To examine whether sleep disordered breathing (SDB), Apolipoprotein 54 (APOE 54) status, increasing age and their interactions will predict rate of cognitive decline in veterans who have PTSD, a population already at risk for cognitive deficits.
Specific Aims : To address the question of how SDB and APOE status affect cognitive decline in a sample of PTSD patients, specific hypotheses that tease apart the effects of APOE status and SDB on cognitive decline will be tested. Hypothesis 1: In individuals with PTSD, three risk factors (sleep disordered breathing, APOE 54 genotype, age) and their interactions will predict rate of decline in performance on measures of cognition. Hypothesis 2: APOE 54 moderates the effect of sleep disordered breathing on cognitive decline. Hypothesis 3: Sleep disordered breathing will mediate any negative impact of APOE 54 on cognitive decline. Relevance to Veterans'Health/VA Mission: A number of veterans suffer from PTSD during their post-war life. As PTSD veterans age, they are at higher risk for cognitive decline and dementia. Most Vietnam veterans are male and as many as 29% of adult males have some degree of SDB (Young et al., 1993). Emerging evidence based on recent findings indicate that posttraumatic sleep disturbance frequently manifests with a combination of insomnia and a higher-than-expected prevalence of SDB (Lamarche &De Koninch, 2007;Krakow et al., 2002). The proposed research will determine to what degree veterans with PTSD are at accelerated risk for cognitive decline if they are APOE 54 carriers and/or have SDB. Careful assessment of these risk factors for development of cognitive impairment or dementia in this population is especially timely since there are established treatments for SDB and there are major NIH initiatives on the diagnosis and treatment of MCI in the general population. After completing our study we will be in a position to estimate the potential effect of treatments for SDB, as well as characterize our veteran population to best estimate response to treatment. Such information could lead to a firm basis for proposing randomized clinical trials in the veteran PTSD population at similar risk for developing cognitive impairment. Now is the time to undertake such work, while vulnerable Vietnam-era veterans are still just at risk, before developing dementia. Such efforts might help mitigate unnecessary personal suffering in veterans and their families and reduce future demands on the VA health care system. Design/Analysis: A longitudinal design will be employed using a random regression model. Setting: The study will be conducted at the VA Palo Alto Health Care System. Participants: Our hypotheses will be tested longitudinally in 90 PTSD and 90 non-PTSD patients, 55 years or older. Measurements: The primary outcome measure, Rey Auditory Verbal Learning Test, other cognitive measures, and SDB will be assessed at baseline and annually. APOE status will be collected at baseline only.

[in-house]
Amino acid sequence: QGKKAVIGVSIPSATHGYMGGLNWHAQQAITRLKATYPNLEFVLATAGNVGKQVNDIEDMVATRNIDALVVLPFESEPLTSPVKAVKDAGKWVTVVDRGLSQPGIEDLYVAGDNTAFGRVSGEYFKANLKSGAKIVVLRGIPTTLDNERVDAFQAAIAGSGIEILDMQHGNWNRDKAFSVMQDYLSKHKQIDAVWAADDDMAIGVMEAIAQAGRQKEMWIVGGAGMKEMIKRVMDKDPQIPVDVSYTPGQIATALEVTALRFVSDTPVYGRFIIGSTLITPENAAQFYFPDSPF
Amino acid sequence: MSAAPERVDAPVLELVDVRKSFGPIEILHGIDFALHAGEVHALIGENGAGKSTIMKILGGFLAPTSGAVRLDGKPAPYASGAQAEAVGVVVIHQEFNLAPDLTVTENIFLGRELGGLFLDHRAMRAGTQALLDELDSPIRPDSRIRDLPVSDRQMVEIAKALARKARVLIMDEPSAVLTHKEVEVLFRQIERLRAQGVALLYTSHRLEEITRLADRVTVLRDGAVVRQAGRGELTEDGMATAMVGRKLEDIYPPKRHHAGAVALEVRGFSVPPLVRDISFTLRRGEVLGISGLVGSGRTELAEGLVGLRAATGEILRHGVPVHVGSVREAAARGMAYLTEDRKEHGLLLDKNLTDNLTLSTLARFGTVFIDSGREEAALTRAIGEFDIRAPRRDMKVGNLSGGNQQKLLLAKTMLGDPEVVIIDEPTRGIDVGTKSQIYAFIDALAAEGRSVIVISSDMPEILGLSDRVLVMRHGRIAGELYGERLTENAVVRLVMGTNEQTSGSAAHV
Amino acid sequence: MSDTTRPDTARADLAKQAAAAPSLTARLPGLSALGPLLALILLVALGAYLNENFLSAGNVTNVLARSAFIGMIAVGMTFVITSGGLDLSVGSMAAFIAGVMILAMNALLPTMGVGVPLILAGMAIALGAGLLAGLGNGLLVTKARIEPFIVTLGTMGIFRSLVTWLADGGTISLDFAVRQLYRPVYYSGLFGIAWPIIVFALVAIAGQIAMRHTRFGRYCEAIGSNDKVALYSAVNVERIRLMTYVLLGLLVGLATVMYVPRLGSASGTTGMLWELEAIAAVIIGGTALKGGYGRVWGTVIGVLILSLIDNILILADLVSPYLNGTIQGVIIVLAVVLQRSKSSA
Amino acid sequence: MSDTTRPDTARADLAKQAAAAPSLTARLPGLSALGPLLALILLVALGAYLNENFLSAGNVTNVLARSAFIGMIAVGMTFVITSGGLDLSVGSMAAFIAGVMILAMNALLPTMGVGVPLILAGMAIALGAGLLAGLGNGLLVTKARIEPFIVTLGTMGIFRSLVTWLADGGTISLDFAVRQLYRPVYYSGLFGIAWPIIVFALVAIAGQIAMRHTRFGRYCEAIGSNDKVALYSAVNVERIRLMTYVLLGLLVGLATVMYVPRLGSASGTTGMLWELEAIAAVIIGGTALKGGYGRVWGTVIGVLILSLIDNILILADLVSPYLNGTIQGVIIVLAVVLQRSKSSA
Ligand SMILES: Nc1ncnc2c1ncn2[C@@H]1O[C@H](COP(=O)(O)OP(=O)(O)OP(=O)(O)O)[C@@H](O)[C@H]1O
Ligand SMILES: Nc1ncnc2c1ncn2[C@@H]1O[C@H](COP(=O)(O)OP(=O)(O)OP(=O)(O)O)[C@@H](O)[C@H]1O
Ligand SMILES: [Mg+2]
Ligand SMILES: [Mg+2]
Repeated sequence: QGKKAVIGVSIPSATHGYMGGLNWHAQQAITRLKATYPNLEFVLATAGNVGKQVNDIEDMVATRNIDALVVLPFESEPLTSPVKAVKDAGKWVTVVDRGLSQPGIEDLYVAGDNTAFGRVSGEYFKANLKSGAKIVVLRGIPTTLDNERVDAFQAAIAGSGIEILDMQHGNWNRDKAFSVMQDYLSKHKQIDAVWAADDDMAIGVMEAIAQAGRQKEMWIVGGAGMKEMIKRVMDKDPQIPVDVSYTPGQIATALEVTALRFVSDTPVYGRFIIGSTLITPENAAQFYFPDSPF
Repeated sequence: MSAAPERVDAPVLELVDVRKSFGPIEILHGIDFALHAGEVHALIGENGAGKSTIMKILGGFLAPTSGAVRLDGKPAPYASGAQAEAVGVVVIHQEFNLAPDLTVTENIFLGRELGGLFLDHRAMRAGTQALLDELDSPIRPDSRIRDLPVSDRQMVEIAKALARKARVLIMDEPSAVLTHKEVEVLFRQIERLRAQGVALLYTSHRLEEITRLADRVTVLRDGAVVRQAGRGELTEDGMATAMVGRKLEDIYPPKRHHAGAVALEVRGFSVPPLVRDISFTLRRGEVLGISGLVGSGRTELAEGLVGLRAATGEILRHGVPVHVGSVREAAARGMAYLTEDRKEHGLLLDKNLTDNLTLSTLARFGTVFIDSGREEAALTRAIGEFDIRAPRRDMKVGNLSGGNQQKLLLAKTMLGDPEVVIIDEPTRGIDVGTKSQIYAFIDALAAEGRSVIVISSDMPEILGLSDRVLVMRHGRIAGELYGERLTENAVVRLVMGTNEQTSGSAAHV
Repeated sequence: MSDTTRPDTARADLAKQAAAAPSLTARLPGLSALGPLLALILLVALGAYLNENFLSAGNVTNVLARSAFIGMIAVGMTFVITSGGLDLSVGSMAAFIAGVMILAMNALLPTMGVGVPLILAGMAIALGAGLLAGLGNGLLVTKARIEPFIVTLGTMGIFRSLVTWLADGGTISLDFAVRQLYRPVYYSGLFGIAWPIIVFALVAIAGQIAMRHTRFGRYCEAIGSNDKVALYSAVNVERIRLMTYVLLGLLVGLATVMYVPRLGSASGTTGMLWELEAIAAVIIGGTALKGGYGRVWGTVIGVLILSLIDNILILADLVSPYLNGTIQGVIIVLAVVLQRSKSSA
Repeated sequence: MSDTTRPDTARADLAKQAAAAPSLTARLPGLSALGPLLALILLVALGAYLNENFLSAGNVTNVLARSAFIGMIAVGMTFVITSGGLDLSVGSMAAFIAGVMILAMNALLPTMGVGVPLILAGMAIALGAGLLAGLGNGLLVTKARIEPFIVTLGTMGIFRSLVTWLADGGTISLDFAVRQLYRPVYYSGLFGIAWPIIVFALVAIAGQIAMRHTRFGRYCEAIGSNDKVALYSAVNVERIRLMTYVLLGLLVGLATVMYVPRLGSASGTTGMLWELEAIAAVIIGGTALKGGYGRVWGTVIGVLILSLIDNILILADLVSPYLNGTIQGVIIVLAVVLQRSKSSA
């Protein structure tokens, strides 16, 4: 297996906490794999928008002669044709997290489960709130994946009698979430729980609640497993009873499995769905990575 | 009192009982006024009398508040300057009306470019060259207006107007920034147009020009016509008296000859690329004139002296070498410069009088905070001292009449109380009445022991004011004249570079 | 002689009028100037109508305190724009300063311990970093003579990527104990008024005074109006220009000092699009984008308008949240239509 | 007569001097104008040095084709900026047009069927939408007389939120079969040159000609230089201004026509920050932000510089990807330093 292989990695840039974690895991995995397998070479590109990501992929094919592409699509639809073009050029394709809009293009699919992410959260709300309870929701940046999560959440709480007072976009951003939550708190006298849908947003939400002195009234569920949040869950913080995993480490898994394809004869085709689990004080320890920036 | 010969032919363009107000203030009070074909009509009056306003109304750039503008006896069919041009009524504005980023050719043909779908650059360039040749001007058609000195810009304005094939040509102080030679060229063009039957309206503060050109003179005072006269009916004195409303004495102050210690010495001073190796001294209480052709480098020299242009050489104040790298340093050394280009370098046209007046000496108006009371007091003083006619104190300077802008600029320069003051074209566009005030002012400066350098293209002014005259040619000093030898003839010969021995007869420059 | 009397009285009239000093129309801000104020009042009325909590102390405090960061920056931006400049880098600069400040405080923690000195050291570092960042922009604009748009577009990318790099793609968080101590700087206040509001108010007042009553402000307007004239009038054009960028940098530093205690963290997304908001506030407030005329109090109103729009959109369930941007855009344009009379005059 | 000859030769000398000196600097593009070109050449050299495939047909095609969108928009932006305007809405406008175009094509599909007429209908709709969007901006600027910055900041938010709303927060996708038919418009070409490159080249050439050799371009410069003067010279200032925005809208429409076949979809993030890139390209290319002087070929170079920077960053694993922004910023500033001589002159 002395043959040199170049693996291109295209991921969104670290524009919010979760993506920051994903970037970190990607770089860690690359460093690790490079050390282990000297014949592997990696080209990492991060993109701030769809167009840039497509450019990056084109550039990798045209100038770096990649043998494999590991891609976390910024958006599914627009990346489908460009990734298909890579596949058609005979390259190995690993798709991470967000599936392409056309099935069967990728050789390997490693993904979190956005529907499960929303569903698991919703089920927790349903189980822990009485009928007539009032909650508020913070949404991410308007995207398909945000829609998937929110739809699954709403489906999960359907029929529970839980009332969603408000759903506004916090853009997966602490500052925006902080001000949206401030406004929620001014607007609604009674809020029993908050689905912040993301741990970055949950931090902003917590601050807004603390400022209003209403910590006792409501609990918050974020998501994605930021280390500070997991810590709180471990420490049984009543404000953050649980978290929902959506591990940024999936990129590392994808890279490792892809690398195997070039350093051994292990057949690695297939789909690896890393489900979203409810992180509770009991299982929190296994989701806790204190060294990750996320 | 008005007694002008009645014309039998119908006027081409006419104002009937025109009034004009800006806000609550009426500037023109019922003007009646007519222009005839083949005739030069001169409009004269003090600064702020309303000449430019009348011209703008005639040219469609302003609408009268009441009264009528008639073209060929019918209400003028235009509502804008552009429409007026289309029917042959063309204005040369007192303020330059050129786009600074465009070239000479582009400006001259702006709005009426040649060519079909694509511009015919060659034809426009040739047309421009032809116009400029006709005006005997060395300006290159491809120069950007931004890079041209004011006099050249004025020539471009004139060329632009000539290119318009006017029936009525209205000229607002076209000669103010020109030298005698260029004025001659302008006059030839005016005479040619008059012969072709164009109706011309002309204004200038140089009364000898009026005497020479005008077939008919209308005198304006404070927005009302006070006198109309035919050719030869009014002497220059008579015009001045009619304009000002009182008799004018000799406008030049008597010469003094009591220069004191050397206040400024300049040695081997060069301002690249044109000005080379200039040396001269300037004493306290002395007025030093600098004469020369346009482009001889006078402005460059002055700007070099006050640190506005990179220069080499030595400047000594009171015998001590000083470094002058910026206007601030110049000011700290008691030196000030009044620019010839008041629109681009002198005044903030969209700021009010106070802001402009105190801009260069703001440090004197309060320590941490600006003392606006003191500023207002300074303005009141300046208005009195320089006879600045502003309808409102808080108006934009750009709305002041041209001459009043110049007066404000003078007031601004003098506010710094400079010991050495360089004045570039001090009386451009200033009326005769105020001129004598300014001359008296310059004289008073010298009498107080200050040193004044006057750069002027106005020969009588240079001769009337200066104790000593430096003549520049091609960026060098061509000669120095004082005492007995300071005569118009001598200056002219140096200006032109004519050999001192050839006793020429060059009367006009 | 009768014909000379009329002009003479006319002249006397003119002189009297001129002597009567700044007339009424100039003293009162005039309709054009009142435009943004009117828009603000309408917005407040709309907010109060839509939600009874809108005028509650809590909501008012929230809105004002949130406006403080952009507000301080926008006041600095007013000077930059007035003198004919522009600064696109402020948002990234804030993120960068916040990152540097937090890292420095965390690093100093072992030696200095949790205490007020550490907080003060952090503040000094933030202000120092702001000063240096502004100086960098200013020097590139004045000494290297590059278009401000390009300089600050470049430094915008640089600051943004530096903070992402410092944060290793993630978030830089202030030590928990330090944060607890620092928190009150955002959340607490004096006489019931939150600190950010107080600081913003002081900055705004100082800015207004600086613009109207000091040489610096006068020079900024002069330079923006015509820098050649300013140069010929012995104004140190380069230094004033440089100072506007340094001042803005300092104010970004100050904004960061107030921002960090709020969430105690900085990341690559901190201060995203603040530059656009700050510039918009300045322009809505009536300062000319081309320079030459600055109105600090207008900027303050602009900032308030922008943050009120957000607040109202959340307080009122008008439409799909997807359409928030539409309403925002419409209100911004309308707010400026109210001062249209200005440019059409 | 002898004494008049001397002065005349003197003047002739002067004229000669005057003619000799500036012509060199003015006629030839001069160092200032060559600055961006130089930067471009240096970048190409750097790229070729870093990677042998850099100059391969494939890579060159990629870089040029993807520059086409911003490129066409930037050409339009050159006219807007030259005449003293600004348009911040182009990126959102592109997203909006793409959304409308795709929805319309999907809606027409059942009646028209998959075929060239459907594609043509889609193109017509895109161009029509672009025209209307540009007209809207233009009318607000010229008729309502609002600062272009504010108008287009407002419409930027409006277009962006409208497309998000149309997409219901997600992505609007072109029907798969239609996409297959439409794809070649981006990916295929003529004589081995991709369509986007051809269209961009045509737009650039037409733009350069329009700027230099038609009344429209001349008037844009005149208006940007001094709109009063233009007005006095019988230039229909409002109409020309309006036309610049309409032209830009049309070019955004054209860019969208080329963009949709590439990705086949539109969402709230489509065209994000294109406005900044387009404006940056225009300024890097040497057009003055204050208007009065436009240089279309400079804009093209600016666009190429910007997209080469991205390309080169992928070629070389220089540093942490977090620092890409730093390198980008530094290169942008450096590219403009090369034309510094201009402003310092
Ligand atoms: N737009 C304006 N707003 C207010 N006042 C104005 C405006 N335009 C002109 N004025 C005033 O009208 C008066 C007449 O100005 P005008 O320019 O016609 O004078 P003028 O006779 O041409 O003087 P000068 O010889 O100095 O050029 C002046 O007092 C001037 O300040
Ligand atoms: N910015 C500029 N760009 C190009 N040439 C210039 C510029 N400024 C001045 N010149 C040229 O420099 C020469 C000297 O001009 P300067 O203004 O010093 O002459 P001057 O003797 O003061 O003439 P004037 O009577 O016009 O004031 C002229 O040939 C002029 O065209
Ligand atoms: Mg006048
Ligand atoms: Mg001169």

A significant number of veterans either suffer from PTSD currently or have suffered from PTSD at some time during their post-war life. We argue that as the population of veterans with PTSD ages, they are at higher risk for cognitive decline and dementia. We emphasize that most veterans are male and that as many as 29% of adult males have some degree of SDB (Young et al., 1993). Furthermore, emerging evidence indicate that posttraumatic sleep disturbance frequently manifests with a combination of insomnia and a higher-than- expected prevalence of SDB (Lamarche &De Koninch, 2007;Krakow et al., 2002). The proposed research will determine to what degree this population of veterans with PTSD is at accelerated risk for cognitive decline if they are APOE 54 carriers and/or if they have SDB. On completion of the study, we will be in a position not only to estimate the potential effect of treatments for SDB, but also to be able to characterize our veteran population and estimate the likelihood of their responding to treatment.
|Newell, Jeffery; Yesavage, Jerome A; Taylor, Joy L et al. (2016) Sedation mediates part of Citalopram's effect on agitation in Alzheimer's disease. J Psychiatr Res 74:17-21|